Greg Gillies, better known to fans in British Columbia as Mr. Gillis and Doby Gillis, died on Sunday, December 23, 2007, of a heart attack at his home in B.C. He was 44.
Though just 5-foot-9, the weightlifting fanatic Gillies built one of the best-looking bodies in pro wrestling at his peak.
“I’ve loved bodybuilding for twenty years. It’s been a passion. It’s been like my religion. It’s basically what’s kept me sane through the turmoils of life,” Gillies told SLAM! Wrestling a decade ago in a profile for the Canadian Hall of Fame.
He made up for his lack of height in other ways.
“I’m not a tall man. I look fairly intimidating because I’m about as wide as I am tall. So, in the ring, I move quite quick for my stature. So I move fast and I hit hard. When I clothesline someone, they know they’ve been clotheslined,” he said.
Once the heavyweight champion for the B.C.-based Extreme Canadian Championship Wrestling, Gillis had the respect — and fear — of the fans, said ECCW promoter Dave Republic. “He was our champion but one time, but he seemed to have a big impact. He was certainly a believable guy, because even if he was just 5-9, 5-10, he was well put together, and the aggression level that he had was just bar none,” he said. “Audience members were genuinely afraid of him. If you got a look from Gillis, you just had to stop heckling quick because he was that intense.”
Born in Cornach, Saskatchewan on June 14, 1963, Gillies broke into pro wrestling in 1985, trained by the likes of Leo Burke, Ron Ritchie, Ron Starr, Bulldog Bob Brown and Stomping Paul Pellerin in and around Calgary.
He would work in B.C. as Doby Gillis in the All-Star Wrestling promotion, and out in the Maritimes in World Grand Prix in 1988 as Rock ‘n’ Roll Rebel Wayne Gillis, with partner Dino Ventura.
Besides the Canadian west and the Pacific Northwest of the United States, Gillies spent time in Mexico as Mr. Atlas, Puerto Rico as The Lion, Missouri as Greg Montana, and he also worked in Germany, Tennessee and Florida. Some of his travel was arranged through frequent-traveller friends Dan Denton and Mike Lozanski.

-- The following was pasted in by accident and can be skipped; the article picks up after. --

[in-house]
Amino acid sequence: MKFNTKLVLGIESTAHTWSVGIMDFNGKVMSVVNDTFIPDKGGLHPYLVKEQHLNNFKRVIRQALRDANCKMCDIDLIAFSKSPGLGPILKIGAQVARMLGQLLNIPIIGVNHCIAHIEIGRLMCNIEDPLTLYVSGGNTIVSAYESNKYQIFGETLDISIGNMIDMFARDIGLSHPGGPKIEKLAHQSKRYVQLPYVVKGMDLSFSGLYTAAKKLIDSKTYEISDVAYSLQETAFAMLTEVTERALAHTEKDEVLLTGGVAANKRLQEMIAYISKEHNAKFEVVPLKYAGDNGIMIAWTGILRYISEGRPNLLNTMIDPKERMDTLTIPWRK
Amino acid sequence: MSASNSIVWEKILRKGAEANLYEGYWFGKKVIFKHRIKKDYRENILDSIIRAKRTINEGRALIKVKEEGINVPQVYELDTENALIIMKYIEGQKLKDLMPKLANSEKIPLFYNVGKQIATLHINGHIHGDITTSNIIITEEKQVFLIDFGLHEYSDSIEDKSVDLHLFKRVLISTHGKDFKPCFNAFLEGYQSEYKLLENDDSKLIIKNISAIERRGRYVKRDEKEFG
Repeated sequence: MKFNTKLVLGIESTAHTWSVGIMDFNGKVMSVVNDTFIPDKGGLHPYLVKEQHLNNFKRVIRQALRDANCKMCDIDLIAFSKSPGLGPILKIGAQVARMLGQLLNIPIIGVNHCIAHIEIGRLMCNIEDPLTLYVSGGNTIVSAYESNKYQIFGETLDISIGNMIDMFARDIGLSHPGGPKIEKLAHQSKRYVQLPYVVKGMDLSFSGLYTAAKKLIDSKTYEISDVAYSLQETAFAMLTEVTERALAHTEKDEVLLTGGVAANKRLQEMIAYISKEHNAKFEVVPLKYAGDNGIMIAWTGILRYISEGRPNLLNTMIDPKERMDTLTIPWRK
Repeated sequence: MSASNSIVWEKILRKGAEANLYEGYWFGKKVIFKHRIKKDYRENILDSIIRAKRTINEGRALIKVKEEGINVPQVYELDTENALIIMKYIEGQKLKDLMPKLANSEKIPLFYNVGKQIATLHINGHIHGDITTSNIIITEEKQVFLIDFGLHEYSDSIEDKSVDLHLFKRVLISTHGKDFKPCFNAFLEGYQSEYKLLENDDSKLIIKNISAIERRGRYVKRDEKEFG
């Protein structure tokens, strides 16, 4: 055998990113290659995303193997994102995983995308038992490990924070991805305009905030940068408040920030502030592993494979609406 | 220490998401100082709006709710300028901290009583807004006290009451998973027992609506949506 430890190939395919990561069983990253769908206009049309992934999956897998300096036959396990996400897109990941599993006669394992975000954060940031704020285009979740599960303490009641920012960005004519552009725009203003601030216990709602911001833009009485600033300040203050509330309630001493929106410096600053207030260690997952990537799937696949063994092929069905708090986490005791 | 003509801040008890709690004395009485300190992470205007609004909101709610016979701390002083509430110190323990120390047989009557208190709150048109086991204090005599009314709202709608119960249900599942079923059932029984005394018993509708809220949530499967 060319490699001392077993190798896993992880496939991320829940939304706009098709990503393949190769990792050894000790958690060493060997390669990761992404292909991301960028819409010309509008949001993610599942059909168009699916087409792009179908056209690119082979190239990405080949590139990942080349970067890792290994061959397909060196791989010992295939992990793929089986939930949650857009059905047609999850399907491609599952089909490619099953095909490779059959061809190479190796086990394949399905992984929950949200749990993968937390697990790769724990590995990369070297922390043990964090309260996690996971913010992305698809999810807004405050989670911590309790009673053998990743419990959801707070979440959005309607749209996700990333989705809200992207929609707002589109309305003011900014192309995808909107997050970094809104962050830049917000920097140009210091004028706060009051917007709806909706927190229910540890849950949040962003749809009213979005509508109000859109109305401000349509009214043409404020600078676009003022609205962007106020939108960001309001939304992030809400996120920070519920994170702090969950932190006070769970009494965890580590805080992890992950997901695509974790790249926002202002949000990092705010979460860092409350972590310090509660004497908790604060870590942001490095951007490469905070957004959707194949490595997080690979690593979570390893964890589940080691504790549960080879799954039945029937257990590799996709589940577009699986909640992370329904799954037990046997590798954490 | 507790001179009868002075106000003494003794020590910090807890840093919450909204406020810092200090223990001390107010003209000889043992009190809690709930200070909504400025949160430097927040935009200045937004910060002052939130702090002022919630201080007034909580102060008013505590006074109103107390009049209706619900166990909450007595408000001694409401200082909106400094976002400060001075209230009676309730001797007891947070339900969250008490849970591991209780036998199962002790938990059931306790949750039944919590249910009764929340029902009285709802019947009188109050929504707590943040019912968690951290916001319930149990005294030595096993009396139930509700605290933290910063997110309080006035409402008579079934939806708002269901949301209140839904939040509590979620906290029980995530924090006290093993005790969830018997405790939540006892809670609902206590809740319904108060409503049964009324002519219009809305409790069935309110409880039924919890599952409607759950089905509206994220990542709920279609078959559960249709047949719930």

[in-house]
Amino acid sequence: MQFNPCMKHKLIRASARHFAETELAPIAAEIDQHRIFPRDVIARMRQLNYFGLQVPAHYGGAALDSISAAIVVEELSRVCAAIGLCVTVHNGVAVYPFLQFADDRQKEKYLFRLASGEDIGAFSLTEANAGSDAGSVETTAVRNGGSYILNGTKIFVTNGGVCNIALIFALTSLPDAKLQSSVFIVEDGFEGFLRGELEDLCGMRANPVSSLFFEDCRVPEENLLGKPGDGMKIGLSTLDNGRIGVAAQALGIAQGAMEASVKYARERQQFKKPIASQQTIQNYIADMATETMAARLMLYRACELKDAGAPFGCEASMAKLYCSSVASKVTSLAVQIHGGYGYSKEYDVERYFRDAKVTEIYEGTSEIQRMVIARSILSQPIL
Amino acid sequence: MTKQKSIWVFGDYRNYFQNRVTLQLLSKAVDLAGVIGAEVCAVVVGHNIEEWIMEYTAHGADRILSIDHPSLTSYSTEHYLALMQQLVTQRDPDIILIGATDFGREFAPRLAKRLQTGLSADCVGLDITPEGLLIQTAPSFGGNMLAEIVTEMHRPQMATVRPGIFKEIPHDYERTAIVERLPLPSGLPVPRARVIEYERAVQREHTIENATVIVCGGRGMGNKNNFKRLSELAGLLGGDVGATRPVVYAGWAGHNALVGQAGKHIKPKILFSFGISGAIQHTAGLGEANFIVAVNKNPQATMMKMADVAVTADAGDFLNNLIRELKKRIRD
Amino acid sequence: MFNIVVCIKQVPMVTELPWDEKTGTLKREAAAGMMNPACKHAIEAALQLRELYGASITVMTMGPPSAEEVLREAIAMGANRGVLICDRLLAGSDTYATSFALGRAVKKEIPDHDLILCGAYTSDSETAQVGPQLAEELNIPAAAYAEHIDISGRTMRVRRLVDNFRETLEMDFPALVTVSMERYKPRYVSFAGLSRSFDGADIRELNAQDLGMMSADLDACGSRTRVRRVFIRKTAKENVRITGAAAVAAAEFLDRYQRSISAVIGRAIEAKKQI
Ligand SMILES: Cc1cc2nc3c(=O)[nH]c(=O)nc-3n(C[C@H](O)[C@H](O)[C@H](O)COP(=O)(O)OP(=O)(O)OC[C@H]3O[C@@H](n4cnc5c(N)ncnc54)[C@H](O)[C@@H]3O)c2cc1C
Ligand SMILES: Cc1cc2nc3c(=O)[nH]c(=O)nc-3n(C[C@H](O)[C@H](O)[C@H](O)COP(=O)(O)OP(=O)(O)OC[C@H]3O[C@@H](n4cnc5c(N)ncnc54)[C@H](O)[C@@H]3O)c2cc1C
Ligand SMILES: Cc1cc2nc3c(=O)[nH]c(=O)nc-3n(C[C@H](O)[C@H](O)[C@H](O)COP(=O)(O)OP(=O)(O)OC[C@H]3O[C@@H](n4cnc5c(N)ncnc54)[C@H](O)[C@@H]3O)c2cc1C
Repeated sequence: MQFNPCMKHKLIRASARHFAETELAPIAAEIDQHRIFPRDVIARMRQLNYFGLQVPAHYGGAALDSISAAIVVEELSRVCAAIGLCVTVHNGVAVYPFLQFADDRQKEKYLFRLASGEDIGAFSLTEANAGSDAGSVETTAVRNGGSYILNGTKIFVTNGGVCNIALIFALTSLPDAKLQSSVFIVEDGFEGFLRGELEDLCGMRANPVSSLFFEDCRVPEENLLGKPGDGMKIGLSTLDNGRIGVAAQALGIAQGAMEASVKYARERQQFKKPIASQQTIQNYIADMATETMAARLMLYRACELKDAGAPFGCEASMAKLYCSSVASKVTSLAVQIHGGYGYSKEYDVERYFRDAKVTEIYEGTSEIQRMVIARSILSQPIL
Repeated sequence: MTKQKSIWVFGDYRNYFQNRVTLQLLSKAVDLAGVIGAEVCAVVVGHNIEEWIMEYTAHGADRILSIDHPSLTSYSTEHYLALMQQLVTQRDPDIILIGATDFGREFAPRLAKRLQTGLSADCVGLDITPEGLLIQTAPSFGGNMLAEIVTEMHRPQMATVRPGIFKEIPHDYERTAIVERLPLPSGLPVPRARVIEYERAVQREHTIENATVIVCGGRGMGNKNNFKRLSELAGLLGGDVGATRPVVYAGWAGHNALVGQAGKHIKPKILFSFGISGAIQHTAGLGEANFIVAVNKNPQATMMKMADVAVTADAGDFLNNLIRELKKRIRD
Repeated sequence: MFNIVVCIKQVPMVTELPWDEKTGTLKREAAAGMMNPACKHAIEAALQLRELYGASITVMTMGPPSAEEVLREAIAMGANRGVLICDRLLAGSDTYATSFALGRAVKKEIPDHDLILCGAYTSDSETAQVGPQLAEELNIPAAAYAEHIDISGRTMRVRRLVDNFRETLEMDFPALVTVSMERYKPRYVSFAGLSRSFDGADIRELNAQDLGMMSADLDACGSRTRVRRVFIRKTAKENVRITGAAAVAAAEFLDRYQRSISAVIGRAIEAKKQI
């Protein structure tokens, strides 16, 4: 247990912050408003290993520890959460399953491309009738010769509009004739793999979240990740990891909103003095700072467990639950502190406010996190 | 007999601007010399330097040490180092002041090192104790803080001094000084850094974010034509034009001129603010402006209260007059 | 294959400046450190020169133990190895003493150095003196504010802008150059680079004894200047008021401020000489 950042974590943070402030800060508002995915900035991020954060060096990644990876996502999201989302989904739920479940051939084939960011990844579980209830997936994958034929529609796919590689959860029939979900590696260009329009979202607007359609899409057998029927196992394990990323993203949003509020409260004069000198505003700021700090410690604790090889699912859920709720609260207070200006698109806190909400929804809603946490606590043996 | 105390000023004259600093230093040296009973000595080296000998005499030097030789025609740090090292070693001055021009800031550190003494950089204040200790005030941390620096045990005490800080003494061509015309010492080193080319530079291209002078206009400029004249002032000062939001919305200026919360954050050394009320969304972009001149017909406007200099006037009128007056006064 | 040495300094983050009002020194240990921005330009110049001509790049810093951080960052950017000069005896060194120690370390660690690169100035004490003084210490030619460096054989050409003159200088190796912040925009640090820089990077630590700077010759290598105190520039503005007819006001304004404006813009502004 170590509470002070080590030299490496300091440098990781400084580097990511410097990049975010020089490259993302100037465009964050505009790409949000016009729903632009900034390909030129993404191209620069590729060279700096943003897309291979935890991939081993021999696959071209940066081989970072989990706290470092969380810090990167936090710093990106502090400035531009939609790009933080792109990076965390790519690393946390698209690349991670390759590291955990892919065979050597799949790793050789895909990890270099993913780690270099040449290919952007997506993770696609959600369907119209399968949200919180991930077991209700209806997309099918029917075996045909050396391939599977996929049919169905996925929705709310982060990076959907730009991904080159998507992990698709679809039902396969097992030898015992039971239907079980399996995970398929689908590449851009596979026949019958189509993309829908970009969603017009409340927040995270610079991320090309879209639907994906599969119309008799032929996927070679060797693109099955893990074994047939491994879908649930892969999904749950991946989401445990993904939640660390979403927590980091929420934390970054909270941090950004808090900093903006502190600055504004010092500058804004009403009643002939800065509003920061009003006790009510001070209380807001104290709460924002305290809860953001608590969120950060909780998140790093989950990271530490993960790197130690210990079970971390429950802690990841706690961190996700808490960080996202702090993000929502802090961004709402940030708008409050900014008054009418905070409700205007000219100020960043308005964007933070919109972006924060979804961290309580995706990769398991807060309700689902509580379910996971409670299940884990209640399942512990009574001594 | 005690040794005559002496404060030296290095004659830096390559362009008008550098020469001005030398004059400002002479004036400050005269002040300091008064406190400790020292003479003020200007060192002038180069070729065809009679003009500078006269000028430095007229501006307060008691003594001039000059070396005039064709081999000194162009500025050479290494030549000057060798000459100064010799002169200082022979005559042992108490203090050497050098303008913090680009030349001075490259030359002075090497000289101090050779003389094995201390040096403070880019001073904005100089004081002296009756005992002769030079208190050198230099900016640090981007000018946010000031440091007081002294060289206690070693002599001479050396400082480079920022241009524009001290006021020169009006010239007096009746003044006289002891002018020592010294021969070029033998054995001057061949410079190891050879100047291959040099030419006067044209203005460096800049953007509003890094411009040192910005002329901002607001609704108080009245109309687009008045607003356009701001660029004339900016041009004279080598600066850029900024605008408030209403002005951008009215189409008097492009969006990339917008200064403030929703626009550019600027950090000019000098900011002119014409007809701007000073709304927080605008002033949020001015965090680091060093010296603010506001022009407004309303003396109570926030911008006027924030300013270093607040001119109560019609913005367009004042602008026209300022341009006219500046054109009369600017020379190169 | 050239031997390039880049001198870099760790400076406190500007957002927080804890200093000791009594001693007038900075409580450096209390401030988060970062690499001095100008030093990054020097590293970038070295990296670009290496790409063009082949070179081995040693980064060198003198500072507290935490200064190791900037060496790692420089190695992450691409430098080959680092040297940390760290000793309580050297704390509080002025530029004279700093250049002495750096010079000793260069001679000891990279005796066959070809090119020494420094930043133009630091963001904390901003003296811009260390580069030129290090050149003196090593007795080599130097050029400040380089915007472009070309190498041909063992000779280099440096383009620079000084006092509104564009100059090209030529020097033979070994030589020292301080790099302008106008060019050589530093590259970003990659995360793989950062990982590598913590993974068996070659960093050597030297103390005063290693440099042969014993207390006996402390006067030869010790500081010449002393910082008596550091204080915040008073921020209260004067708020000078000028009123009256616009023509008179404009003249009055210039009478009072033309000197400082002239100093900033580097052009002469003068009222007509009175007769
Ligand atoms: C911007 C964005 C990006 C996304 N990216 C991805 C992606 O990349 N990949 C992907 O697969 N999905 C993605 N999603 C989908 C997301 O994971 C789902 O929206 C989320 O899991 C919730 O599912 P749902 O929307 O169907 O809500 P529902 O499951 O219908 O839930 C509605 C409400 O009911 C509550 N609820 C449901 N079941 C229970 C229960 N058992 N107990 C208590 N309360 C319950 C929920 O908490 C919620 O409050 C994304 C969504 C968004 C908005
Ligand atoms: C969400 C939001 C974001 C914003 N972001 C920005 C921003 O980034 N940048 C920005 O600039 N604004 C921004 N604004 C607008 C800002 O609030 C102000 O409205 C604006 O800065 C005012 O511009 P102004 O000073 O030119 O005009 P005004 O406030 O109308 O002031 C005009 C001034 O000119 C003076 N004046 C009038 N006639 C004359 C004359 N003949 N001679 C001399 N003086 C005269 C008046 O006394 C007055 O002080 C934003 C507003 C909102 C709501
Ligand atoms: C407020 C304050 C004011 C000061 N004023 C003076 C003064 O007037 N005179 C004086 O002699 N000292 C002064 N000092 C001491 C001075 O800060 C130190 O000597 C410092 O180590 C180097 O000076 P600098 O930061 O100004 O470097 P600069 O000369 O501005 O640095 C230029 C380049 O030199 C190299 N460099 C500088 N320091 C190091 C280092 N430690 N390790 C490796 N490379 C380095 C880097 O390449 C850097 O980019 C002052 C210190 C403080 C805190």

Throughout much of his career, Gillies kept up a career as a pressure welder. Unlike a lot of wrestlers who harboured a dream, Gillies was realistic, said former roommate and opponent Dan Denton.
“The whole time that I lived with him, he always said, ‘I’m not in this for the long run.’ I just thought of that today when I heard what happened,” Denton said. “He made really good money welding. He actually had a real life outside the business. You couldn’t meet a better guy. He’d do anything for you.”
As a promoter, however, Michelle Starr found it difficult to count on Gillies for longer runs. “He was in and out all the time,” Starr recalled of Gillies’ time with Starr’s WCCW promotion. “He couldn’t commit to a lot of out of town dates” because of his welding job.
Gillies could often be found at the gym working out, or in the wrestling gym, helping others learn. “He often took time out to help train some of our guys at our school, the House of Pain, and even when we were training guys in the backyard, he was there training guys as well. So he was someone who gave back to the business,” said Republic.
Starr believes Gillies’ legacy lives on with more than just the wrestlers he helped train. “He was definitely a great champion for the world of wrestling down here. He always gave 100% in the ring and always gave the fans their money’s worth, and sacrificed his own body for the sake of a good show.”
He is survived by two children. Funeral arrangements are unknown at this time.